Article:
Date Published: September 17, 2018
Publisher: Public Library of Science
Author(s): Brad R. Rosenberg, Marion Depla, Catherine A. Freije, Denis Gaucher, Sabrina Mazouz, Maude Boisvert, Nathalie Bédard, Julie Bruneau, Charles M. Rice, Naglaa H. Shoukry, Lynn Dustin.
Most individuals exposed to hepatitis C virus (HCV) become persistently infected while a minority spontaneously eliminate the virus. Although early immune events influence infection outcome, the cellular composition, molecular effectors, and timeframe of the host response active shortly after viral exposure remain incompletely understood. Employing specimens collected from people who inject drugs (PWID) with high risk of HCV exposure, we utilized RNA-Seq and blood transcriptome module (BTM) analysis to characterize immune function in peripheral blood mononuclear cells (PBMC) before, during, and after acute HCV infection resulting in spontaneous resolution. Our results provide a detailed description of innate immune programs active in peripheral blood during acute HCV infection, which include prominent type I interferon and inflammatory signatures. Innate immune gene expression rapidly returns to pre-infection levels upon viral clearance. Comparative analyses using peripheral blood gene expression profiles from other viral and vaccine studies demonstrate similarities in the immune responses to acute HCV and flaviviruses. Of note, both acute dengue virus (DENV) infection and acute HCV infection elicit similar innate antiviral signatures. However, while transient in DENV infection, this signature was sustained for many weeks in the response to HCV. These results represent the first longitudinal transcriptomic characterization of human immune function in PBMC during acute HCV infection and identify several dynamically regulated features of the complex response to natural HCV exposure.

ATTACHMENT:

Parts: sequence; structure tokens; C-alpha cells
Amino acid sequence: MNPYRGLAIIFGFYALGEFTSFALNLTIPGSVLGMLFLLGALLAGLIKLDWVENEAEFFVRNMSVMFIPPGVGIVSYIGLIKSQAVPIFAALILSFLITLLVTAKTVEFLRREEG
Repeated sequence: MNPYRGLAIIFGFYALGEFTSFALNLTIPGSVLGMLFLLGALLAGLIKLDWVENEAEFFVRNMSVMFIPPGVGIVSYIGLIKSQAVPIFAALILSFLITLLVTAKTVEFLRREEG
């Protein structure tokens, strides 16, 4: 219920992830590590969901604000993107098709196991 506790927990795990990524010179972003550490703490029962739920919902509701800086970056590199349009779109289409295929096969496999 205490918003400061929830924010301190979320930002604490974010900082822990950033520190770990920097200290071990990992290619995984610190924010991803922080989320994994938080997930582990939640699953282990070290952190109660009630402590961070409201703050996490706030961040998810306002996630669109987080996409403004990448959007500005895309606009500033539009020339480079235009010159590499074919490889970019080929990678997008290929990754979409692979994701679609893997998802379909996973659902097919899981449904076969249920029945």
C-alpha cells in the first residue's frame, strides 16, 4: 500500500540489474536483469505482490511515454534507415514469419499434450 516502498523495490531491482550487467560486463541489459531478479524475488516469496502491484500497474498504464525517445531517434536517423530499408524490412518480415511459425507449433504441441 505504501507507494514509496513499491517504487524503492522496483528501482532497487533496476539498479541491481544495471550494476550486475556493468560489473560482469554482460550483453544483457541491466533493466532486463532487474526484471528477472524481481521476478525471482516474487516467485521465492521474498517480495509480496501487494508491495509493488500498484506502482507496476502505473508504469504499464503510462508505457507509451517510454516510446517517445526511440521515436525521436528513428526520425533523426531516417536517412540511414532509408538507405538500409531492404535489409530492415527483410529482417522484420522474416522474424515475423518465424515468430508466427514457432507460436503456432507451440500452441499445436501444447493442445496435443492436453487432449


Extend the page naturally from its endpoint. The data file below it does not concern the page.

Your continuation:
Despite the recent breakthrough of highly effective direct acting antiviral therapies, hepatitis C virus (HCV) remains a significant public health threat. New infections, especially among people who inject drugs (PWID), are likely to increase in the absence of a prophylactic vaccine . Effective vaccine development is hampered by our limited understanding of how protective immunity is established in the acute stages of natural infections. Acute HCV infection has two dichotomous outcomes, spontaneous resolution (~25% of infections) or chronic infection (~75% of infections) . Immune functions following viral exposure remain incompletely understood due in part to the limited availability of paired pre-infection and longitudinal acute infection research samples from recently exposed, largely asymptomatic individuals.
Here we present a detailed transcriptomic characterization of early events in the human immune response to acute HCV infection in individuals that progress to spontaneous resolution. We detected wide-ranging changes in PBMC gene expression patterns, including those consistent with pronounced innate antiviral programs and inflammatory mediators. The patterns observed in the PBMC response to acute HCV shared many features with effective immune responses to YFV and acute DENV infection. To our knowledge, this study represents the first longitudinal transcriptomic investigation of the PBMC response to acute HCV in humans.